What They Say:
Hold it! The Ace Attorney, Phoenix Wright, is back. And his newest case is giving him a serious headache-with a case of amnesia! Once Phoenix gets his bearings, he’s back to finding the truth and helping his clients. But, a case involving a phantom thief brings in the smooth blend of justice and lawyer from hell, Godot! This coffee-obsessed prosecutor will prove not only to be a challenge, but will also be a reminder of a terrible trial from Phoenix’s past.
The audio presentation for this release brings us the original Japanese language track in stereo along with the dub, both of which are encoded using the Dolby TrueHD lossless codec. It’s rare that a dub doesn’t get the 5.1 treatment, even when it’s a basic show, so there’s likely some stipulations about it in the contract. The show wouldn’t be much different with one as it’s largely a dialogue driven piece with lots of courtroom time and other standard investigative elements that doesn’t even require much in the way of directionality or placement. Some of the courtroom scenes work a little into it but it’s still a fairly standard simple mix. The tracks for both are definitely clean and problem free and there’s no issues with dropouts or distortions during regular playback, it’s just not all that noticeable of a design.
Originally airing in 2018, the transfer for this TV series is presented in its original aspect ratio of 1.78:1 in 1080p using the AVC codec. The twelve episodes are spread across two discs in an eight/three format. Animated by A-1 Pictures, this is a very basic and simple looking show that reminded me more of the whole US animation side of adapting video games to animation. It’s got a flat look to it, bland colors even when they’re a bit more vibrant, and some awkward elements that just made me cringe – particularly the use of CG characters in the seating in the courtroom watching on in some scenes but not others. The encoding for it isn’t an issue at all here as it’s clean and without problems with solid colors and no line noise of aliasing going on. But the source material isn’t anything that will make it stand out, especially coming from a place like A-1 Pictures. I get that it’s mirroring what the game looks like but that just makes it look like game animation from far too many years ago.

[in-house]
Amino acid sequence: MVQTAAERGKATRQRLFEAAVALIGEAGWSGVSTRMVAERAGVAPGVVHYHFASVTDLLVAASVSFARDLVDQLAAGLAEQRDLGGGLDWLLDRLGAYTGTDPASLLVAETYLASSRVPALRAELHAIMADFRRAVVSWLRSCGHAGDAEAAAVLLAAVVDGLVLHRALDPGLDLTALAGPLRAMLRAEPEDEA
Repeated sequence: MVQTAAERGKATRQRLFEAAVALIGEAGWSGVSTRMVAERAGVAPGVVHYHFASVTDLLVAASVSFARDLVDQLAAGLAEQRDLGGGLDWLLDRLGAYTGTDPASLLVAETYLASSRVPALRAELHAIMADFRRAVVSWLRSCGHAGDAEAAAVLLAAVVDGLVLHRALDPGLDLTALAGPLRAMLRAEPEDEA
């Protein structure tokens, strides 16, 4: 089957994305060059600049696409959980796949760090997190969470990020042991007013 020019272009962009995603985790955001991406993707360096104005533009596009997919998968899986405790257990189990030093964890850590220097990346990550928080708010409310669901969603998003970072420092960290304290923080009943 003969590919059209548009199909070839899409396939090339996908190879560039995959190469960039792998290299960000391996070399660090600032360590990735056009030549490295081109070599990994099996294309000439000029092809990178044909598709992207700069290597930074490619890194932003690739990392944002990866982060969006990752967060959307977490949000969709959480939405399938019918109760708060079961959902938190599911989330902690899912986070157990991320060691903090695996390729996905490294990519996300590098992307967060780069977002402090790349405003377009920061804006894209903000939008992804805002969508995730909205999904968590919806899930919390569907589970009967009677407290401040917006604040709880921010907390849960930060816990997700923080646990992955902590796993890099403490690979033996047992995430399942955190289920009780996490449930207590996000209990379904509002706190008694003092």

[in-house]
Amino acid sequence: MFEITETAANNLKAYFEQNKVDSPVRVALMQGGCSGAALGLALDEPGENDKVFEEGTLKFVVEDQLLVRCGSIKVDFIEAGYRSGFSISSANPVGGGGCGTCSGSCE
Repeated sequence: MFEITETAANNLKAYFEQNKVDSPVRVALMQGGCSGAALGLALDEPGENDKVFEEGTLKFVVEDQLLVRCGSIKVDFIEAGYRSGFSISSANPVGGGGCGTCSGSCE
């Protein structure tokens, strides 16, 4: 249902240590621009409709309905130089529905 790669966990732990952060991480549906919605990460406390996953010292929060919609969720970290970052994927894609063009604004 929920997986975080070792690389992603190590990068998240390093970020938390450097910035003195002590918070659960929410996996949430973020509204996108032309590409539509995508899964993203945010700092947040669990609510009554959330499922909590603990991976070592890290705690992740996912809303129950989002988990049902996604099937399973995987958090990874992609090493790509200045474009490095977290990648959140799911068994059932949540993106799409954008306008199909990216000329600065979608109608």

The packaging for this release comes in a slightly thicker than standard Blu-ray case where we get a slipcover that uses different artwork with it. While the first set went for a bookish look to it where we had the main cast together, this one goes for a traditional character montage design with our two leads in the foreground as Godot looms over them in the background. With a lot of darker colors there it works well enough but it has the kind of quickly put together thing that has little in the way of detail or a real hook to it. The back of the case does a small piece of artwork along the left while the right breaks down the episodes by trial. The slipcover is an all-white piece that has several shots along the right side down in a strip while the left breaks out summary of the premise and an awkward list of extras. It lists just bloopers here but none are included, and the included extras aren’t listed. The technical grid covers everything cleanly and clearly for both formats while the reverse side replicates all of this but with a different shot of Mia done to the white background.
The menu design for this release keeps things simple with what it does in using the white screen to throw the various phrases out in big red batches across it. The logo is simple but effective and the look of it overall works as it’s something that ties into the game in the right way. The problem I have with the menu is something that likely will only both a small number of people like me in that when you do language selection you’re offered two subtitle tracks; the Phoenix Wright track or the Naruhodo Ryuichi track. Having not played the games I had no idea what the difference was until I remembered that the name is likely localized in the game and the subtitles offer up separate tracks of authentic or localized. I’m glad they did it but they could have labeled this piece of it a heck of a lot better.
The extras for this release almost mirror the previous edition – no outtakes, sadly – as we get a commentary track for the fifteenth episode as well as the clean opening and closing sequences.
The back half of the second season of Ace Attorney was a little surprising at first since it’s a touch shorter, coming in at just eleven episodes for a twenty-three episode season overall. It’s also an odd one in that of the trial side stories, the first one we get is two episodes long and then the next one is seven episodes long. Add in two standalone episodes and that brings you up to the full amount. With so many of the episodes before being three or four episodes each, it feels weird to have such a lengthier story here and I’m not quite sure that this is the show that can handle it structurally. The basis of everything is in shorter and achievable chunks that you deal with because longer ones just feel kind of unnatural coming from the portable game side.